Indiana Tenant Rights

Indiana tenant rights are governed by Indiana Code Title 32, Article 31. Indiana tenant law is very thorough and specific, providing well defined Indiana renters rights.

Landlord Responsibilities

Under Indiana landlord tenant law, the landlord is responsible for keeping the dwelling, safe, clean, and habitable. Indiana tenant rights also require that the landlord provides plumbing, heating and cooling that is in good working condition, appropriate weatherproofing, and exterior locks. Finally, Indiana renters rights require that the landlord keeps the sewer and plumbing in good condition.

Repairs and Maintenance

Indiana tenant law requires that the landlord make all repairs that are necessary to maintain the property and keep it clean and safe, as required by Indiana tenant rights. Indiana renters rights state that it is the tenant’s responsibility to provide reasonable notice to the landlord about needed repairs. However, under Indiana landlord tenant law, if the landlord does not make the necessary repairs in a timely manner, the tenant has the right to deduct the cost of the repairs from the rent. If the dwelling becomes uninhabitable and is in a condition that is in violation of Indiana tenant rights, the tenant has the right to terminate the lease under Indiana tenant law.

Security Deposits

Indiana tenant law does not place a limit on the amount of the security deposit. However, Indiana renters rights does place limits on what the landlord can use the deposit for. Indiana landlord tenant law prohibits the landlord from using the security deposit for anything except reimbursing the landlord for damages or unpaid rent, or to reimburse them for unpaid utility or sewer charges, as stated in Indiana tenant law.

Indiana landlord tenant law prohibits the landlord from using the security deposit to fix issues that are considered to be normal wear and tear, such as for repainting. If the landlord attempts to take the security deposit for these reasons, they are violating Indiana renters rights and can be sued.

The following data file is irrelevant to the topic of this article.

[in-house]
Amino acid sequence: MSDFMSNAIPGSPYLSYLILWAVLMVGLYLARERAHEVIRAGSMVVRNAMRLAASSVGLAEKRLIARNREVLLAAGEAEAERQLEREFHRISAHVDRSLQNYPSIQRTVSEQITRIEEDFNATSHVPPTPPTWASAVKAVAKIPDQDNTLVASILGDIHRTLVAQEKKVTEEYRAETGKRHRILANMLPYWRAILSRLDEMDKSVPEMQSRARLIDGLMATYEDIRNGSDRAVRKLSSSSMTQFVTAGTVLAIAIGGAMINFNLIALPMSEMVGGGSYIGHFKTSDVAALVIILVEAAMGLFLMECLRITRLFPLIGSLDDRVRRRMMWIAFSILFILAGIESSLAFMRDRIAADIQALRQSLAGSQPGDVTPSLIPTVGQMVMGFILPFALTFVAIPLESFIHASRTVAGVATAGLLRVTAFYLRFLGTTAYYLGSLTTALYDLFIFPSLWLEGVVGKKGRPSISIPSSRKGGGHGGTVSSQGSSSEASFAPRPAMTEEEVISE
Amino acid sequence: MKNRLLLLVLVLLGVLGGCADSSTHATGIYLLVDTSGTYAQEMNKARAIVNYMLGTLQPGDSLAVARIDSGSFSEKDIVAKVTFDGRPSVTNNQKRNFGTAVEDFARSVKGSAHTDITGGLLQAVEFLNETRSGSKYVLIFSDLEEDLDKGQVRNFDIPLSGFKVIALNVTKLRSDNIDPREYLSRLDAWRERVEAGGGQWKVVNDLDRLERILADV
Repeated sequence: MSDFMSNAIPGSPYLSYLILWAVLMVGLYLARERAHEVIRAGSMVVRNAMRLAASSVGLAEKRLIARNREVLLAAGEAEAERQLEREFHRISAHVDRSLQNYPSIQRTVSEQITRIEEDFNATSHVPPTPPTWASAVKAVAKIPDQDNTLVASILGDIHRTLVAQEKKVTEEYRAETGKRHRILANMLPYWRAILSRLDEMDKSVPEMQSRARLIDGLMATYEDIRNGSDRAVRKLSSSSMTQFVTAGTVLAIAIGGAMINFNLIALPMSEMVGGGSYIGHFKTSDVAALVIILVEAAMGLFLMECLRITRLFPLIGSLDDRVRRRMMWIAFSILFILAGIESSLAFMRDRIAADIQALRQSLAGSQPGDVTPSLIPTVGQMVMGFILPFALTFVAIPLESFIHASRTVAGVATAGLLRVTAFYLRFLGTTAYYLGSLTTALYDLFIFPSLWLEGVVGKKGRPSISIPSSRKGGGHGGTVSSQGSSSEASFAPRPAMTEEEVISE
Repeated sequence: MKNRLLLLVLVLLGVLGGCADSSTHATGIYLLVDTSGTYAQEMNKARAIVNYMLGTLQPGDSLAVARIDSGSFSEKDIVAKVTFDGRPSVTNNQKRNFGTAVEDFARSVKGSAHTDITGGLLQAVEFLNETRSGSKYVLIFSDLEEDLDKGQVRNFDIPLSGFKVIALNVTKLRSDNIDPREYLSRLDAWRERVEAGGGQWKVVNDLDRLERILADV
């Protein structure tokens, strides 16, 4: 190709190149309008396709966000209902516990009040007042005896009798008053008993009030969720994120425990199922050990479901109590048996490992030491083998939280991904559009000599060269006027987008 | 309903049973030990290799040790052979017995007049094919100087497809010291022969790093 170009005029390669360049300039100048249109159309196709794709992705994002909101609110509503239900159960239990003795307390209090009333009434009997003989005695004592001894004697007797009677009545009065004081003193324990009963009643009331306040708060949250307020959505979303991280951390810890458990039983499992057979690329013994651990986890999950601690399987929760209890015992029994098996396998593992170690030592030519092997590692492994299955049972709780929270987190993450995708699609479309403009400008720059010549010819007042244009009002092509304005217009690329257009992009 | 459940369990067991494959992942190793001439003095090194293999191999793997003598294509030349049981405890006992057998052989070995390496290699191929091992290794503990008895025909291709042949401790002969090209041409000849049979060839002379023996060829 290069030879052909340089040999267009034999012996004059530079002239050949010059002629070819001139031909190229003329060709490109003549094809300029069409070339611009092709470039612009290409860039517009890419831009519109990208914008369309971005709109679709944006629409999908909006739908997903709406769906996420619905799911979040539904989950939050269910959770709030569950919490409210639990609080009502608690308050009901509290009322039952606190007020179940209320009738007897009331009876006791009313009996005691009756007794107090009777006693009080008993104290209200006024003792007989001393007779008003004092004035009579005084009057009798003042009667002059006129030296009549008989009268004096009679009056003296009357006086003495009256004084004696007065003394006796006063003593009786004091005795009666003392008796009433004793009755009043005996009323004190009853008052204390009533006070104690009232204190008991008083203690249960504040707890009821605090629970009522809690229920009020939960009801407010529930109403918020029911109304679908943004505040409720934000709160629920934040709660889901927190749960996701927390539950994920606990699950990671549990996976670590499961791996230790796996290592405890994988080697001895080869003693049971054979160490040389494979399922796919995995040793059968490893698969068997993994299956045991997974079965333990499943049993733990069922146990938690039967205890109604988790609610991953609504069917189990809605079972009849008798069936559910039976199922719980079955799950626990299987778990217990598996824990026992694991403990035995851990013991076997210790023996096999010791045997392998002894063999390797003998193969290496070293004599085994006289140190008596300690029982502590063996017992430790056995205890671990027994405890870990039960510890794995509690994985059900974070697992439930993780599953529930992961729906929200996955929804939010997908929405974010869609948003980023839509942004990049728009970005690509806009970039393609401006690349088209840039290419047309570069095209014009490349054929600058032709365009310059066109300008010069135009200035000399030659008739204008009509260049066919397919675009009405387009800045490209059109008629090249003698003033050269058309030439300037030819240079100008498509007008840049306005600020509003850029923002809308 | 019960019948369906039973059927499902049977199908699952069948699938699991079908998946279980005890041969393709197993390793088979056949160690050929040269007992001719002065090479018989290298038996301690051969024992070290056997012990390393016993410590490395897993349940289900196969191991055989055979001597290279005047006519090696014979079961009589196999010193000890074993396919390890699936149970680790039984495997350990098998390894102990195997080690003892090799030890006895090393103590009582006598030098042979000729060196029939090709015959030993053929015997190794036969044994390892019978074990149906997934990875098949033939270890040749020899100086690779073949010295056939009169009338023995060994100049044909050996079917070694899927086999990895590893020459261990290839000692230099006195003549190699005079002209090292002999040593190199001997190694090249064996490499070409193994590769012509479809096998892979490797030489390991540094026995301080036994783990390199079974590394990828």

Indiana landlord tenant law requires that the landlord returns the security deposit within 45 days of the tenant moving out. Under Indiana renters rights, the landlord must provide an itemized list of damages or deductions along with the refund.


According to Indiana tenant law, the landlord has the right to enter the premises to inspect the property or for a variety of other reasons related to maintenance and repairs. However, to protect Indiana tenant rights, the landlord does have to provide notice. Indiana landlord tenant law does not define the proper amount of notice. A landlord can enter the property without notice and not be in violation of Indiana tenant rights if it is an emergency or if they believe that the dwelling is abandoned.


Indiana landlord tenant law prohibits the landlord from denying the renter access to their rental unit by removing doors, changing locks, or similar measures. These tactics are a violation of Indiana tenant rights, and the tenant can seek damages in court for these actions. Indiana renters rights demand that the landlord provides a 10 day notice for eviction if the tenant did not pay rent on time. If the renter does not pay the rent in full in this time period, the landlord can seek an eviction notice in court, according to Indiana tenant law.